Anxiety

Anxiety Disorders exist when:

  • is a fear or worry about a certain event or multiple areas of life
  • The fear or worry is excessive compared to that experienced by peers or is age-inappropriate
  • The fear or worry lead to avoidance of activities, events or social outings
  • The fear or worry causes significant distress or interference in one's daily life or activities

Anxiety Disorder can take many different forms:

  • Generalised Anxiety Disorder (GAD) where there is excessive worry
  • Separation Anxiety Disorder (SAD)
  • Social Phobia (SP) where there is a negative evaluation from others
  • Specific Phobia (SpP) very common, for example fear of heights, fear of dogs
  • Obsessive Compulsive Disorder (OCD)
  • Panic Disorder with/out Agoraphobia (PD) fear of further panic attacks
  • Post-Traumatic Stress Disorder (PTSD)

Common Signs & Symptoms of Anxiety in your child or adolescent:

  • Mistakes, routine changes and new situations cause distress
  • Physical symptoms such as headaches or stomach-aches
  • Constant reassurance seeking
  • Perfectionistic traits
  • Poor sleep habits, insomnia
  • Argumentative or unusual/out of character oppositional behaviour
  • Friendship difficulties
  • Negative expectations of self and others
  • Sudden unexpected panic
  • Changes in appetite

It is important to be able to distinguish symptoms caused by worry, where the worry or anxiety is the primary source of the symptom in your child or adolescent, for example it is not ADHD if the distraction or inattention is caused by worry; it is not ODD if the child refuses to participate or do something because they fear the situation; having poor social skills does not necessarily indicate social phobia; habit disorders such as hair pulling and nail biting are not necessarily anxiety.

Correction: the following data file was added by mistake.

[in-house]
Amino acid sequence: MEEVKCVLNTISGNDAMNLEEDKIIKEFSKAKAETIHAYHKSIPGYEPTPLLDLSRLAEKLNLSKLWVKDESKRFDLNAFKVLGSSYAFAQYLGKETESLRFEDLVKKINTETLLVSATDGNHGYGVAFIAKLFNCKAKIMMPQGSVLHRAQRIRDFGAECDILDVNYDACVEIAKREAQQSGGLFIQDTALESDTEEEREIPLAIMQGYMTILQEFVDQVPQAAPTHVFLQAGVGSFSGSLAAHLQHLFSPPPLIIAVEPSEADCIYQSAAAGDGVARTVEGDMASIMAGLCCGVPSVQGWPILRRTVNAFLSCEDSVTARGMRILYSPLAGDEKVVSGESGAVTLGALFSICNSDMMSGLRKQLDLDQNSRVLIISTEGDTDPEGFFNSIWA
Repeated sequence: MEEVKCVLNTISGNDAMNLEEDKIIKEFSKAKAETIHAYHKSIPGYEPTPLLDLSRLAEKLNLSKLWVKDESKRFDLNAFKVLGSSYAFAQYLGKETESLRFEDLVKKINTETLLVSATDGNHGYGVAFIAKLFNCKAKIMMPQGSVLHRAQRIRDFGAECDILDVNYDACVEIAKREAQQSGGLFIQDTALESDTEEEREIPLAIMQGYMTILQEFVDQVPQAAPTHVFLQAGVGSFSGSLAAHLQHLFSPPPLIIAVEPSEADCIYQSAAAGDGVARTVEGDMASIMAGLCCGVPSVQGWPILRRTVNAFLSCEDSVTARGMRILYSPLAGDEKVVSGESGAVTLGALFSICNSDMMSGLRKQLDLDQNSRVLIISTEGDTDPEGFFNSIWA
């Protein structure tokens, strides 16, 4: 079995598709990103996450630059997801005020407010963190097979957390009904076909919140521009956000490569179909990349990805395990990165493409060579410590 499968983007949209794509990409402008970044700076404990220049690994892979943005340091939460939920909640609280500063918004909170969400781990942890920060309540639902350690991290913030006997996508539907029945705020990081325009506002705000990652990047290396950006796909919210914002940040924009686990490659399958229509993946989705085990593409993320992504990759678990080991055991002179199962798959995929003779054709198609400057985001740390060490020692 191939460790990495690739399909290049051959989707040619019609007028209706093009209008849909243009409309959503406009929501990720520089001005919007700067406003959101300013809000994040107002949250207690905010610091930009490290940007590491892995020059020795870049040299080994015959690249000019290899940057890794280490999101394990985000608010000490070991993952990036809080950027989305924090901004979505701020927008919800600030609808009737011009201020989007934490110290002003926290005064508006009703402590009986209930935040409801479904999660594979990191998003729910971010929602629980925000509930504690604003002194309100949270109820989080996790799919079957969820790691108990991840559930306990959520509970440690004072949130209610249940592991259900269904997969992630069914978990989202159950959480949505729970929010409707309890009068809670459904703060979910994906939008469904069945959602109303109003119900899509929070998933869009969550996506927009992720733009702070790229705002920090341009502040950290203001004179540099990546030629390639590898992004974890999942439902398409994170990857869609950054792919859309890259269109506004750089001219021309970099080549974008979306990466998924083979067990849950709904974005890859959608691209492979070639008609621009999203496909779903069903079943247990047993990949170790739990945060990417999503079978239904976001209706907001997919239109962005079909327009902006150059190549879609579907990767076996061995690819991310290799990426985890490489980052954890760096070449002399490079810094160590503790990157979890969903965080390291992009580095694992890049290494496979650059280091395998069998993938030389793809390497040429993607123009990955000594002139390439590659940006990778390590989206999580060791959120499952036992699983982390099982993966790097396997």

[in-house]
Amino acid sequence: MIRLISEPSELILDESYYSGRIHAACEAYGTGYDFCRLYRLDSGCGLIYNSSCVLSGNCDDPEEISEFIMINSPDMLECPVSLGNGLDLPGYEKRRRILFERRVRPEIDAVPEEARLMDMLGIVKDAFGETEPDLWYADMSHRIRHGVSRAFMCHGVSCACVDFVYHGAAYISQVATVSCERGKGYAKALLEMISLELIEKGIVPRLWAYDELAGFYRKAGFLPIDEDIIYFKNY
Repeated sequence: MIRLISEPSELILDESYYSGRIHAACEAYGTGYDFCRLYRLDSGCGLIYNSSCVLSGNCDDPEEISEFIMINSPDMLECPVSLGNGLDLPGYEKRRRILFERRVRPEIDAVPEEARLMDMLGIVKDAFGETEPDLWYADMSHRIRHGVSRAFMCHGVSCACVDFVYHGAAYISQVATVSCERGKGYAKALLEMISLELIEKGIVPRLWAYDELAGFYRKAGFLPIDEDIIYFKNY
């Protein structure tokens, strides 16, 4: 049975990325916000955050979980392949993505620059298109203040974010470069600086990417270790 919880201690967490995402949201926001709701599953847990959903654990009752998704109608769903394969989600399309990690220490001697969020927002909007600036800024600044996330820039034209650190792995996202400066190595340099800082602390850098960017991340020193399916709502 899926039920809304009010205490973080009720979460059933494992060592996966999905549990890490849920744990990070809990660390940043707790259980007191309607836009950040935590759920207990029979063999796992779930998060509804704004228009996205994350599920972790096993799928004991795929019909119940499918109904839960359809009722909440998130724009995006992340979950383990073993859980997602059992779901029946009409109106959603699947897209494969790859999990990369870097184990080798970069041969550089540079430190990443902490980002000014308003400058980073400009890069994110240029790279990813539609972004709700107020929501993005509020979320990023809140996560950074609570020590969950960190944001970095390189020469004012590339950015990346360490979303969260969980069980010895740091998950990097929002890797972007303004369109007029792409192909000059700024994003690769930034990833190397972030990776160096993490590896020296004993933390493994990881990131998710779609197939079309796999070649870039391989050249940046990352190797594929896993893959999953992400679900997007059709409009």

Assessing normal vs clinical anxiety in children and adolescents can be difficult at times. It is important to realise that fears change from birth to adulthood. Normal fears generally differ from clinical anxiety in severity not quality.

Some common questions parents and/or professionals can ask:

  • Is the anxiety or worry causing marked distress and/or interference in major areas of functioning, eg social life, friendships with my child or adolescent?
  • Is the behaviour and distress/worry excessive compared to other children of the same age?


Treatment of Anxiety

1. Exposure to the event or situation or fear
2. Detective thinking
3. Mindfulness
4. Cognitive Restructuring
5. Relaxation
6. Increase Communication with your child
7. Avoid being over protective and reassuring
8. Demonstrate that we don't have to be perfect and that making mistakes is ok
9. Model non anxious behaviour

Changes to the new DSM-V for Anxiety Disorders

The Diagnostic and Statistical Manual of Mental Disorders, 5th Edition (DSM-V) (ie classification of mental disorders) chapter on anxiety disorders no longer includes obsessive compulsive disorder (OCD) or Post Traumatic Stress Disorder (PTSD). Instead these disorders have been relocated to their own respective chapters.

Andrew uses Cognitive Behaviour Therapy, Acceptance & Commitment Therapy and Mindfulness techniques when working with children and adolescents on anxiety.

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